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    $\begingroup$ @DylanSp: Also, move them in on railroads. $\endgroup$ – Joshua Dec 17 '16 at 4:07
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    $\begingroup$ @BlokeDownThePub That sounds like a good follow-up question. $\endgroup$ – DylanSp Dec 18 '16 at 1:32
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    $\begingroup$ @BlokeDownThePub Why do the Russians use these fence-like interstage fairings? $\endgroup$ – a CVn Dec 19 '16 at 20:12

Its not rocket science, well actually, it is rocket science. Rockets are not very efficient at all and the worst bit is that to carry anything useful, they have to carry the fuel to push the useful bit, then they have to carry the fuel to carry the fuel to push the useful bit and so on. Saturn V was about three thousand tons at takeoff, and was able to push 45 tons towards the moon, so only about 1.5% of the take-off weight left the earth towards the moon. To increase the moon lander to 50 tons, Saturn V would have had to increase to almost 4,000 tons. The Apollo 17 space capsule they picked up out of the pacific probable weighed not much more then three tons, giving a total efficiency of 0.1%.


There was another argument against the direct ascent mode. A very large and complex rocket should be landed and started on and from the moon surface. But rockets of this size would require on earth a launch pad, a start tower, connections to a control room, a count down with many steps and a lot of personnel. But the rocket motors of the service module and the lunar module used for lunar rendezvous mode could be built very simple and reliable. No turbo pumps, no gas generators necessary, just only compressed nitrogen from tanks for the pressurization of propellants. These motors could be ignited in zero gravity. The hypergolic fuel made unlimited reignition possible.


Compare the extra work to build a bigger rocket (and don't forget that costs have the ugly tendency to be exponentialised, thanks to our good friend, the Tsiolkovski equation) with a few hours for the docking. Rockets aren't cheap.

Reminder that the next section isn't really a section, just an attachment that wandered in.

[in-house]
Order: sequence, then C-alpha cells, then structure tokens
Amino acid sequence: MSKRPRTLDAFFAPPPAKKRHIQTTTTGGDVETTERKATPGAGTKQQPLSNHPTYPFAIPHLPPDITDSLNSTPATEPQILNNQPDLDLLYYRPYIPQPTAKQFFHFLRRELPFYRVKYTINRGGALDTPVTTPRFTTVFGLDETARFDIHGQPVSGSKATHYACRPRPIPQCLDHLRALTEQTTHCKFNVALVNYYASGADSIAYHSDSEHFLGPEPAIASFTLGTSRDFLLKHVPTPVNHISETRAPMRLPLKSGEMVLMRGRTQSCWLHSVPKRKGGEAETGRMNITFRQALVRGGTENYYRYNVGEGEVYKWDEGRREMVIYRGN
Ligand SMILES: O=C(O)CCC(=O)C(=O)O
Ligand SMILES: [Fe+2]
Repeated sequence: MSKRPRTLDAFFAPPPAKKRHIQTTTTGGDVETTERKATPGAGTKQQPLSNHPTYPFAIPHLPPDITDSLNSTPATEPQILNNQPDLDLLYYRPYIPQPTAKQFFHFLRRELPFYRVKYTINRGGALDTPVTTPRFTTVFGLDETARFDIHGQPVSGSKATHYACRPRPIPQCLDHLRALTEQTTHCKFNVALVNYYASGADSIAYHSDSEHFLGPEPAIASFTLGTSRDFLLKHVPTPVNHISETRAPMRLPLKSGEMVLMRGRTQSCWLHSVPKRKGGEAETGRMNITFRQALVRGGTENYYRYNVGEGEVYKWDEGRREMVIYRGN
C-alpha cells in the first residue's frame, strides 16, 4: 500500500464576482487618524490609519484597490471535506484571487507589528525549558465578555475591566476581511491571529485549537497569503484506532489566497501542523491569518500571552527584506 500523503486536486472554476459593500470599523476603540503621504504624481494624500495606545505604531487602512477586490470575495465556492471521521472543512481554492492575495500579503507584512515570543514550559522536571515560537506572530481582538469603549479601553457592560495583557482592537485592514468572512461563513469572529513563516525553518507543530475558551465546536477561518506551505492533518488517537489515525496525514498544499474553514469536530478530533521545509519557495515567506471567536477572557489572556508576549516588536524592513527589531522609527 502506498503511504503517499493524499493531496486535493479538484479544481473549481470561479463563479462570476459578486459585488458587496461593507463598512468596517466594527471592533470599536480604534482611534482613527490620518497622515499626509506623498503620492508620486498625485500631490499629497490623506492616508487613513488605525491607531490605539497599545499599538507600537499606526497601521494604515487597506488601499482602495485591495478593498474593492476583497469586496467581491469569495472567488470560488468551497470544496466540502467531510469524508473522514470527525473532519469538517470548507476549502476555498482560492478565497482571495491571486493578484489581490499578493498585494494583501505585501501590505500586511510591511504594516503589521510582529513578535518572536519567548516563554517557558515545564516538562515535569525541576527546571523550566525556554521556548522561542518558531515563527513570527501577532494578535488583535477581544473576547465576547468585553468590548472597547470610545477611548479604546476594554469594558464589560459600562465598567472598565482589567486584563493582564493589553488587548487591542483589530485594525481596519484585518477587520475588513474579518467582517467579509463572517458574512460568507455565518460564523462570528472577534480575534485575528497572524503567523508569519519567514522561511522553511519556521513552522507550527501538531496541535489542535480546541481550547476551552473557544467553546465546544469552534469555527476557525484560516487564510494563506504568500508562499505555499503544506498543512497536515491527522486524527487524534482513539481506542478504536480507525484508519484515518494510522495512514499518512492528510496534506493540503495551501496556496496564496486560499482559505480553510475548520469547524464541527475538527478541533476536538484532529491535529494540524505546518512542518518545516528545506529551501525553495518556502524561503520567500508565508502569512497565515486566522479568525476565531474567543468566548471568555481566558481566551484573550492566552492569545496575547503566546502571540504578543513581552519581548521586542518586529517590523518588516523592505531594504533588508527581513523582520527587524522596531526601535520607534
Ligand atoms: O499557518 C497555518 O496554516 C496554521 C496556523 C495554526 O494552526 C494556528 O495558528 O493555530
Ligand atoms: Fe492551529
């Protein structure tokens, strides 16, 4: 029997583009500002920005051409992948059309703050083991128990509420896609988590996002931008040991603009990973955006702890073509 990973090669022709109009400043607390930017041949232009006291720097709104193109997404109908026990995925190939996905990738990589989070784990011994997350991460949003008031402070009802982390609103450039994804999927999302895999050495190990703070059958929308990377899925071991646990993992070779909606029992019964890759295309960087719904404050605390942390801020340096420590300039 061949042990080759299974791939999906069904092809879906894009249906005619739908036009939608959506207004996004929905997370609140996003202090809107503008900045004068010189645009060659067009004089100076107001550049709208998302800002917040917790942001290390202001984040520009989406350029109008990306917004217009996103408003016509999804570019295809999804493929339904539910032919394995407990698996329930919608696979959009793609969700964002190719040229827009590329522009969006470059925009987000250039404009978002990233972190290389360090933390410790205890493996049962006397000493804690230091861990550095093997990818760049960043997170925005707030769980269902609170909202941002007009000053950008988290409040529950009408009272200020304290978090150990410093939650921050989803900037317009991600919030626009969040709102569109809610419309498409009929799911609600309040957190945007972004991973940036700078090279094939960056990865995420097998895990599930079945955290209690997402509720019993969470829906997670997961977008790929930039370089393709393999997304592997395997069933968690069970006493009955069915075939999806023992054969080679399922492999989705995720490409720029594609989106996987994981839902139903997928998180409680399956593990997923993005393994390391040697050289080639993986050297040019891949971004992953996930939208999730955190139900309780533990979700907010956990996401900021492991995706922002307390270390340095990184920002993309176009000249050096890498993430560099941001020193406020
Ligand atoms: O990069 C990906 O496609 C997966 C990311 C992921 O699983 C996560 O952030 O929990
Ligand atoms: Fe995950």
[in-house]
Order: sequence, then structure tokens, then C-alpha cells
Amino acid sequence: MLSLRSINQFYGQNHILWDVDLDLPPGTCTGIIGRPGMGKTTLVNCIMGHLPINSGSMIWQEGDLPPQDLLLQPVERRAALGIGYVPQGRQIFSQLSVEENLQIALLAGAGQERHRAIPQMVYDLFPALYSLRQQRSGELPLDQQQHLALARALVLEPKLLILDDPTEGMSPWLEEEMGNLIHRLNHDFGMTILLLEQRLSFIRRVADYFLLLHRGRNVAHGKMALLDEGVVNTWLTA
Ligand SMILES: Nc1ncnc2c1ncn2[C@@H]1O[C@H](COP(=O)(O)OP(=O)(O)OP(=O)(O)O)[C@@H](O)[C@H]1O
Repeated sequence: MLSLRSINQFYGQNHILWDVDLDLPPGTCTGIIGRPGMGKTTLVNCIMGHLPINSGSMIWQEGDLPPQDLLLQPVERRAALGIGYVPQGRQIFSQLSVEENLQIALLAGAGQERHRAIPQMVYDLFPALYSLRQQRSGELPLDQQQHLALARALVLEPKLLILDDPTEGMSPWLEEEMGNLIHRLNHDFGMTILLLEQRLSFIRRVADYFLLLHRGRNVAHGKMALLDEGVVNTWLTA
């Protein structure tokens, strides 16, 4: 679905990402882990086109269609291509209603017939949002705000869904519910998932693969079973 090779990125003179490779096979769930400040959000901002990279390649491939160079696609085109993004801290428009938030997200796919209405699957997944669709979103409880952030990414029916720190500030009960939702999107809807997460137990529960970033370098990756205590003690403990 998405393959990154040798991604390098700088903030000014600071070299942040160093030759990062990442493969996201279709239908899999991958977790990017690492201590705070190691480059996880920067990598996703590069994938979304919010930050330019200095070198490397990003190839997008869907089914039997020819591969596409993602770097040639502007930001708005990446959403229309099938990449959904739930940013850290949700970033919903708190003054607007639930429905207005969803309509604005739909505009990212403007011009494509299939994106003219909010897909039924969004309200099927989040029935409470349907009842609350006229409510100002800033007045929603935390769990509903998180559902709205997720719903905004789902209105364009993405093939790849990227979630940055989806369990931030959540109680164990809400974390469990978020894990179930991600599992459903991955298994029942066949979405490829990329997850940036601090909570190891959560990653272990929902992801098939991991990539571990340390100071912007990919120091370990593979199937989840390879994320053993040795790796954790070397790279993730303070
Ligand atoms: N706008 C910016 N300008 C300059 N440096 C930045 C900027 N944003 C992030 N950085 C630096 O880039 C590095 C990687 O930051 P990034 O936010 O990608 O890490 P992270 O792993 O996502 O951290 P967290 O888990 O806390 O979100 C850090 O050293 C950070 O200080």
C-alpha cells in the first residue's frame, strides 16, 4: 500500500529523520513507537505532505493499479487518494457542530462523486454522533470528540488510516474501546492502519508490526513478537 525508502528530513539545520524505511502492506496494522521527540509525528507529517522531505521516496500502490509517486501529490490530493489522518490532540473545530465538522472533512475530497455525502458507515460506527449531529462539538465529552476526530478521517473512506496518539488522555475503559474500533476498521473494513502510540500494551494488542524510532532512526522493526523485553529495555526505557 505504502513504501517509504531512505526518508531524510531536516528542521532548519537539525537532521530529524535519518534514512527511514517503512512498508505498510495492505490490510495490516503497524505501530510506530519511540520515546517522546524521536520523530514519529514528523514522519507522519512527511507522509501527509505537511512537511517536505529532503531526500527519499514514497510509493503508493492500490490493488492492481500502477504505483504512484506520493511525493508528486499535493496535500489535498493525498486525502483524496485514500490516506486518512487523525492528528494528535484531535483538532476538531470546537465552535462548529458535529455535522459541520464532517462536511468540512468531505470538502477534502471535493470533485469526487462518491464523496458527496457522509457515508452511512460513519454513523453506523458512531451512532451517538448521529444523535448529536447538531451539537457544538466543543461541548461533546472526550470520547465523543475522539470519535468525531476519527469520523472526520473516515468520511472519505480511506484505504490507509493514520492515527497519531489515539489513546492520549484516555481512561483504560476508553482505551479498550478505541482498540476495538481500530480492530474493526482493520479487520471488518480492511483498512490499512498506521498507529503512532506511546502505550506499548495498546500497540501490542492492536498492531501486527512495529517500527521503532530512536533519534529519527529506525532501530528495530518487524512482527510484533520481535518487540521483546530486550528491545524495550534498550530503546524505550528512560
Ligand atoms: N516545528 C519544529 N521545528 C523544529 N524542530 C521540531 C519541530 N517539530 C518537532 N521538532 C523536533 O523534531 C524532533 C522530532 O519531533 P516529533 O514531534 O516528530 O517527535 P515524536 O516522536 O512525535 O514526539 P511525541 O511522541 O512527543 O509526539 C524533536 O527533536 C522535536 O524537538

The main thing to consider is that you need to dock anyway - to get the lunar crew back from the Moon. So you're not saving on anything but those few hours; all the required docking equipment is still required with a bigger rocket. Unless you're considering having the landing module powerful enough to land, ascend and fly back to Earth and land there. In which case, refer to paragraph one - absurdly expensive.

The Soviets didn't use docking. But this wasn't because they thought docking is undesirable - it was because they simply couldn't do it. They didn't have the capability. So instead, their astronaut was expected to make a space walk, and they couldn't exploit the (remainder of the) landing module for the trip there and back again.

Note that even with all the modern technology we have now, we still use the same basic approach. The Space Shuttle was still a staged rocket, though the bit returning back to Earth was considerably larger than any earlier attempt. Modern private rockets experiment a lot with recovering the spent stages, but they still use the same basic staging approaches. This is because our engines are horribly inefficient, which in addition to having to carry fuel to carry fuel means that the costs of additional weight don't scale very well - we tend to use the smallest possible rocket for the task at hand. You use a big rocket to get out of atmospheric drag, a smaller rocket to make the rest of the trip (and velocity) to orbit, a smaller rocket yet to circularise your orbit or start an injection, even smaller rocket for the landing and even smaller for taking off again and going back home (do you think Mars is within our easy reach nowadays? For a single trip, kind of; add a return trip, and we're back to "oh boy").